The coronavirus pandemic was indeed a turning point – not just for the financial industry, but for the whole world. Many of them had plans and goals that they wanted to achieve before the year was up but had to stop. Companies had to file for bankruptcy and people lost their jobs.

Like every sector of the world economy, the financial sector has suffered greatly from the effects of the epidemic. Countries strive to keep their economies alive while people look for ways to stay in debt.

It goes without saying that stock markets and financial institutions around the world are uniquely exposed at this time. This is a danger the world has never seen before. Even the global financial crisis of 2008 failed to prepare us for the impact COVID-19 had on the global economy.

One aspect that has managed to weather the storm so far is the cryptocurrency market. While Bitcoin (BTC) fell to $ 3,800 in March, the higher cryptocurrency’s value rose and consolidated faster than any other investment tool in the world.

The stock market has only just started to rebound and alternative assets remain in constant volatility. However, cryptocurrencies were powerful.

Understanding the types of crypto investors
When it comes to cryptocurrency investors, there are two basic types:

Retail Investors: Ordinary people who want to buy cryptocurrencies for various reasons, particularly investments and payment instruments.
Institutional Investors: High net worth individuals and companies who want to speculate and invest in assets.
Many could argue how retail investors interacted with Bitcoin through the pandemic, using the data to back up their facts. However, measuring institutional demand is much easier.

Fortunately, institutional demand for Bitcoin and many other cryptocurrencies seems to be at optimal levels.

How do asset management companies work?
One of the best ways to understand this trend is to examine the number of asset management and institutional investment firms in existence. To date, many of them have made significant profits.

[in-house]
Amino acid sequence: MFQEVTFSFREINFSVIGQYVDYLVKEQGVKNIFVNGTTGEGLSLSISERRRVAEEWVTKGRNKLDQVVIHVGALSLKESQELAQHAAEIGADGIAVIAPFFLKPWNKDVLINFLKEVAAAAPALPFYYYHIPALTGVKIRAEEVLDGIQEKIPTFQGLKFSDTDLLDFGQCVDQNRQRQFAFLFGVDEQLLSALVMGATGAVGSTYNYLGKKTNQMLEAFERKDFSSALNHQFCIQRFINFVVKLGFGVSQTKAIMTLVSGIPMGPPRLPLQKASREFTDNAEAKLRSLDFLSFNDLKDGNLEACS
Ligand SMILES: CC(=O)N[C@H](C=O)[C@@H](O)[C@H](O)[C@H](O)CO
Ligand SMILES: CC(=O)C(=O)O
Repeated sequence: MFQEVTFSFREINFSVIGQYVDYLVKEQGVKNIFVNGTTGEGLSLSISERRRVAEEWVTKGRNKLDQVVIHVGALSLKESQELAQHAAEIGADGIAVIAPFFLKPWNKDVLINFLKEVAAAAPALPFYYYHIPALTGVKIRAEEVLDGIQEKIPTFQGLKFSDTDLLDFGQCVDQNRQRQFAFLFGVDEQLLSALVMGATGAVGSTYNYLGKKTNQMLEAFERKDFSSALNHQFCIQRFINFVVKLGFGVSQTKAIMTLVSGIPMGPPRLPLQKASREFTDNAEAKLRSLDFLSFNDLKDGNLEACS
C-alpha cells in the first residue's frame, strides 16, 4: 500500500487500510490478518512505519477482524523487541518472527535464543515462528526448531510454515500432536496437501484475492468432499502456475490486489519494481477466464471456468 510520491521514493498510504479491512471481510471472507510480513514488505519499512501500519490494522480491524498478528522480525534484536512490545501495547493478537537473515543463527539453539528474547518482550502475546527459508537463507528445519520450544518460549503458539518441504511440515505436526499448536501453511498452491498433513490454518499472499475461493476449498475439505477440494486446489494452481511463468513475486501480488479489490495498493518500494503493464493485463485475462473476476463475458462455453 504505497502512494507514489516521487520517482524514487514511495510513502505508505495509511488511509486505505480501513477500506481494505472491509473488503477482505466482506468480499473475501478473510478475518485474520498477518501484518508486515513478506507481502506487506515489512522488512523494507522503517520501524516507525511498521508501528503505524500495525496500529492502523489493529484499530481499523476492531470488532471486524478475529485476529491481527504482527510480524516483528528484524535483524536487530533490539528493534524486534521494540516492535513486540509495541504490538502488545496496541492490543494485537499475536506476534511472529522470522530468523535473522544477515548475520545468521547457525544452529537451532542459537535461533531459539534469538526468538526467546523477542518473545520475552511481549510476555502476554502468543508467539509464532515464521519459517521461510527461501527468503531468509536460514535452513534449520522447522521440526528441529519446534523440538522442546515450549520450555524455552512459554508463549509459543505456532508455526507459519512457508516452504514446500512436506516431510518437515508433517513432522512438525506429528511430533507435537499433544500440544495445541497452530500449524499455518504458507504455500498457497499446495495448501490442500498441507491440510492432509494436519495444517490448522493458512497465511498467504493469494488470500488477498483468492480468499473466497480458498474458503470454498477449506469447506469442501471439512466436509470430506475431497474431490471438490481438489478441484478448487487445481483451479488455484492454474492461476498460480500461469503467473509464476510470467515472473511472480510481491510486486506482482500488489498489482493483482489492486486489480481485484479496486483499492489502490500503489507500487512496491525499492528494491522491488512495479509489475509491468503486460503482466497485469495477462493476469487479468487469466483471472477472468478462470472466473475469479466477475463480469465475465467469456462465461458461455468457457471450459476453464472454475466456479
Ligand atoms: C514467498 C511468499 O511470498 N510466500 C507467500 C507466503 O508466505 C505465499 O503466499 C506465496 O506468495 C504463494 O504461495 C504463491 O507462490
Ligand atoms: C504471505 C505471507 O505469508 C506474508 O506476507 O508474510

Pantera Capital

This month, asset management company Pantera Capital announced in a disclosure form to the US Securities and Exchange Commission that the Pantera Venture III fund has raised $ 164,705,834 to date. The fund, launched in 2018, has raised $ 68,841,379 from its accumulated audience over the past 12 months.

The average ticket size for Pantera investors at the time was also $ 1.77 million – more than four times as much as in 2019 and almost twice as much as in 2018. As the company stated, such a number was a surge in institutional investor interest – the main market.

Grayscale investment

No institutional investment firm has performed better in the crypto industry than Grayscale Investments in New York. Grayscale is currently the largest asset management company in the crypto industry. The company made big gains last year as Bitcoin finally emerged from its recession in 2018.

However, in 2020 the company had consistently better numbers. Last month, the company said in a tweet on Twitter that total assets under management rose to $ 5.1 billion – an increase of nearly $ 1 billion in less than two weeks.

The company said it had doubled its Bitcoin Cash (BCH) fund’s assets under management from $ 6 million to $ 12.8 million. Bitcoin trust saw the biggest gains at $ 782 million. The Ethereum (ETH), Ethereum Classic (ETC) and Litecoin (LTC) trust funds also added $ 174 million, $ 12.7 million and $ 6.7 million, respectively.

Overall, Grayscale has confirmed that it has assets under management of $ 5.2 billion, of which Bitcoin alone is $ 4.4 billion.

Thanks to the growth of Grayscale, an advertising campaign brought Bitcoin and cryptocurrency investments to a large audience. Whether this is true or not, the fact that the number has grown impressively means that institutional investors are seriously considering cryptocurrency investing.

Opportunities for everyone
All of this indicated that many were promoting Bitcoin as the most reliable hedge against the impending global recession.

Source: CoinTelegraph